Lost in Cyberspace? It's Time to Find a Map

August 27, 2018

By Jonathan Williams
Practice Area: Government Contracts Law

As I have noted in recent blogs here and here, momentum has been building this year toward a greater impact for cybersecurity compliance in the award of federal contracts, particularly at DoD. From talking with many contractors, however, it still appears that a lot of firms are taking a wait-and-see approach to cybersecurity. Meaning, they will wait to see if it becomes an issue for a particular contract or if DoD starts to more actively enforce and monitor requirements. While an understandable business judgment for some, given precious time and resources, the firms that do not get ahead of the curve on cyber are risking not only compliance problems but falling behind their competition, who will be better-positioned to win when cybersecurity is soon a more routine and prominent factor in solicitations and awards.

With the recently-enacted NDAA for FY 2019, as well as DoD’s “Deliver Uncompromised” initiative, there is more reason to pull your head out of the sand and devote time and resources to information security compliance. The NDAA is always a legislative cornucopia, and the 2019 one is no different. As my colleagues are addressing in other blogs, the 2019 NDAA touches on a range of important topics for contractors. There is an entire section in this year’s NDAA devoted to “Cyberspace-Related Matters,” as well as other sections that also implicate information security. Of note, the NDAA requires the avoidance of the lowest-priced technically acceptable (“LPTA”) selection method “[t]o the maximum extent practicable” when the procurement is predominantly for the acquisition of IT and cybersecurity services, among other knowledge-based professional services. If you provide these services, you now have another tool to push back on the attempted acquisition of these services by using the LPTA method. Additionally, the NDAA includes a strong policy statement expressing that the U.S. should use all of its powers, including offensive cyber capabilities, to deter and respond to cyber attacks, and the law affirms DoD’s authority to conduct military activities in cyberspace. Space Force, meet Cyberspace Force.

Another noteworthy cyber provision in the 2019 NDAA is one geared toward helping small business manufacturers become cyber compliant. Congress appears to have recognized that small firms, in particular, struggle with the myriad cyber requirements and costly solutions that are often needed to ensure full compliance. The law requires DoD to “prioritize efforts to increase awareness to help reduce cybersecurity risks faced by small manufacturers” and to conduct outreach events and training. The law also tasks DoD with instituting mechanisms to assist small business manufactures with “voluntary cybersecurity self-assessments.” This is a great idea and one that should be expanded in future years to all small business contractors. It is in the best interest of government and industry to ensure that small business contractors understand the requirements and that they are able to detect and mitigate, or eliminate, existing vulnerabilities in their IT systems and practices.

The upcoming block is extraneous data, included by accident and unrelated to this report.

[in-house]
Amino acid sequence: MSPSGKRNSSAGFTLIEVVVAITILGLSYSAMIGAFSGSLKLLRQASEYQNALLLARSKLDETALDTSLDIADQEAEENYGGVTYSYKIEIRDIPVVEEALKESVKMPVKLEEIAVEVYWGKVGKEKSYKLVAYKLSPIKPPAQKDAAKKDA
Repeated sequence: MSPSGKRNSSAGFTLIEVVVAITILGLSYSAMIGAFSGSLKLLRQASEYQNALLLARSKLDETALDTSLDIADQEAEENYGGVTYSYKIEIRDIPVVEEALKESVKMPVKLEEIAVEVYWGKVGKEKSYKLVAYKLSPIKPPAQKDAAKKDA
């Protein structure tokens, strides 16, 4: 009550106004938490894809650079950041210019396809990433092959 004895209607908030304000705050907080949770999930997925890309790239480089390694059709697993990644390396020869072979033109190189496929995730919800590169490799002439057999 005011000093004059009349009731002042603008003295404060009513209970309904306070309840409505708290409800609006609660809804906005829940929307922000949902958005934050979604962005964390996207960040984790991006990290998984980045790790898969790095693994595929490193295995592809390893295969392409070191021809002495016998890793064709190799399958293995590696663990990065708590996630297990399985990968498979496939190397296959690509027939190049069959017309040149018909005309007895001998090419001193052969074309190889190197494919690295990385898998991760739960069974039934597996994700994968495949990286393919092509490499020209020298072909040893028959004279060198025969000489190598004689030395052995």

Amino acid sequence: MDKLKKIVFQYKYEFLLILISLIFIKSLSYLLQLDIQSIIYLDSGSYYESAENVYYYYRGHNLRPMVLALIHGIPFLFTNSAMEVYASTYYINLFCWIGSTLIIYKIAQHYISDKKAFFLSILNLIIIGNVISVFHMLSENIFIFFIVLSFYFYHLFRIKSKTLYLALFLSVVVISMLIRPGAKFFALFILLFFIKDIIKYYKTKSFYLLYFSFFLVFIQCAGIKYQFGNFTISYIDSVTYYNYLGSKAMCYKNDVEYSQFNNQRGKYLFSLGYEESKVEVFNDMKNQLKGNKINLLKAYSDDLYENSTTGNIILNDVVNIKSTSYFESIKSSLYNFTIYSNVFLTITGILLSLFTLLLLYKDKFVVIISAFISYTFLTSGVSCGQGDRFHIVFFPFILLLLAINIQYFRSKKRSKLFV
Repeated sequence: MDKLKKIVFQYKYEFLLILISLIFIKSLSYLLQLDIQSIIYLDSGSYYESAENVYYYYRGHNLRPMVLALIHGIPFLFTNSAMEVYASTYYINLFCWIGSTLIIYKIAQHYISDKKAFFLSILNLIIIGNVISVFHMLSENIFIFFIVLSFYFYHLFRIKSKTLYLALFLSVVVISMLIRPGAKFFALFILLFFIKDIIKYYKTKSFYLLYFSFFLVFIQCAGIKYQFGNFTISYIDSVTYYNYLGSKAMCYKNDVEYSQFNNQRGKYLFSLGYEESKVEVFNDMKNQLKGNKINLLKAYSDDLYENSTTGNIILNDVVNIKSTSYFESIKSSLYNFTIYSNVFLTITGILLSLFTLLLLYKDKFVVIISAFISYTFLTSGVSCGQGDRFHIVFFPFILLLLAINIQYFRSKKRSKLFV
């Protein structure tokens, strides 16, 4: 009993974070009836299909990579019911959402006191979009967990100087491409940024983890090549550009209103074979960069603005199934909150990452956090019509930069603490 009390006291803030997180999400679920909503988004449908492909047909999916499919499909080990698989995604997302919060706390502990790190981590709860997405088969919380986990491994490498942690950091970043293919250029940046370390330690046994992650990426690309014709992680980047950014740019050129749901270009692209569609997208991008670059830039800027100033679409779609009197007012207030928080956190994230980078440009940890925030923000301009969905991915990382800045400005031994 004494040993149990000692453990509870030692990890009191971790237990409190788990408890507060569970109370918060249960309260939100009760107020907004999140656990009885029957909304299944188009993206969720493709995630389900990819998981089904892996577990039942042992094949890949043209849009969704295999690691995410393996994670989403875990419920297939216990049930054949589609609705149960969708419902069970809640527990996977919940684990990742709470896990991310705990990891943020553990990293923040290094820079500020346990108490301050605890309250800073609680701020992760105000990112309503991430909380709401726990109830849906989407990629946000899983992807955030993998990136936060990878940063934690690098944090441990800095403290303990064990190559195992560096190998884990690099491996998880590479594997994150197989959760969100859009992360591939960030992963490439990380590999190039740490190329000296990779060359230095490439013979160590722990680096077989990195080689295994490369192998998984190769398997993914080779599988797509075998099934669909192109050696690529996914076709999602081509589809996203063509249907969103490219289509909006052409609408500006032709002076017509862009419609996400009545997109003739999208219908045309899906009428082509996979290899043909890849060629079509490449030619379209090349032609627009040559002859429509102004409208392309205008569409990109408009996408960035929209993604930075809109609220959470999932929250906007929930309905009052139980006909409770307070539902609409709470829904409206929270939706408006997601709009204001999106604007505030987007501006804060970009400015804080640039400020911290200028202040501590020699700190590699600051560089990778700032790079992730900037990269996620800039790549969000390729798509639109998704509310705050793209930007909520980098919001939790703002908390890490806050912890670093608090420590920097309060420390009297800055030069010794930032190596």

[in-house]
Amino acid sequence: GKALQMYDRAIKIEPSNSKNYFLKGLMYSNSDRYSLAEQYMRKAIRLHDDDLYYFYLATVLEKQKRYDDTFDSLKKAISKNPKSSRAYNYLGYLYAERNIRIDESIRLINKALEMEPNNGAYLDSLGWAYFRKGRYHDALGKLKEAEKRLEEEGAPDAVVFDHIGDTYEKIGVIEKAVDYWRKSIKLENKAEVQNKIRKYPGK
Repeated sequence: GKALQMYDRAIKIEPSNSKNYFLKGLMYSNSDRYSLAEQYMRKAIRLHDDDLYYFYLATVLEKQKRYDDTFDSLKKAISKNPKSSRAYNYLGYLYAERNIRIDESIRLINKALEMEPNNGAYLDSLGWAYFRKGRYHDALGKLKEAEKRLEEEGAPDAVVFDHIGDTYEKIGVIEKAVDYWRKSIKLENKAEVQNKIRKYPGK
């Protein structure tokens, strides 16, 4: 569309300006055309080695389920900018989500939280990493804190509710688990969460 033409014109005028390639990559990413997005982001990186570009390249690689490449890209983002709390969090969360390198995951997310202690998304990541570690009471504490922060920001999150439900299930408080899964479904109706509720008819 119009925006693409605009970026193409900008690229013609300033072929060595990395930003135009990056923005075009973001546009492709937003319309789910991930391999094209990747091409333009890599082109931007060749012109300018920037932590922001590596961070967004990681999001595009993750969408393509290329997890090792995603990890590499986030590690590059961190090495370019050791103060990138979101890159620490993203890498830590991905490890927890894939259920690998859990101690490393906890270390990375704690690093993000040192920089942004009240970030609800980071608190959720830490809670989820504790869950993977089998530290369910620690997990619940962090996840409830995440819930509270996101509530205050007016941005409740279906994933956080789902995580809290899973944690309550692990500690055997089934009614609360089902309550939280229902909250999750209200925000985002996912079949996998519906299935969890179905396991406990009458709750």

DoD has also recently touted its new “Deliver Uncompromised” initiative, which aims to make information security the “fourth pillar” of DoD acquisition, along with cost, schedule, and performance. In discussing this initiative recently, Ellen Lord, DoD’s Under Secretary of Defense Acquisition, Technology and Logistics, attempted to break the myth (in my experience common among contractors) that DoD is not monitoring or enforcing its cybersecurity requirements. According to an article by Paul McLeary on Breaking Defense, Under Secretary Lord told a group of reporters that “up to this point in time [compliance oversight] has really been self-reporting.” However, Under Secretary Lord warned that this will be changing soon as DoD expands the use of “red teams” to go in and assess contractors’ systems. It sounds like DoD has received a fair amount of pushback from industry on this, so the oversight process continues to be murky. But DoD’s message, at least, is clear: that light you see at the end of the tunnel is an oncoming train. Its arrival time may be uncertain, but it’s on the way.

If you are seeing cybersecurity requirements in solicitations as you gear up for the end-of-fiscal-year-bidding extravaganza, let us know if you have any questions. Also, I suggest a scrub of your teaming and subcontract agreements to make sure you are appropriately flowing down the cybersecurity requirements and shifting the risk to your partner or avoiding the flow down and risk, depending on your circumstances.

About the Author: Jon Williams is a partner with PilieroMazza and a member of the Government Contracts Group. He may be reached at jwilliams@pilieromazza.com.
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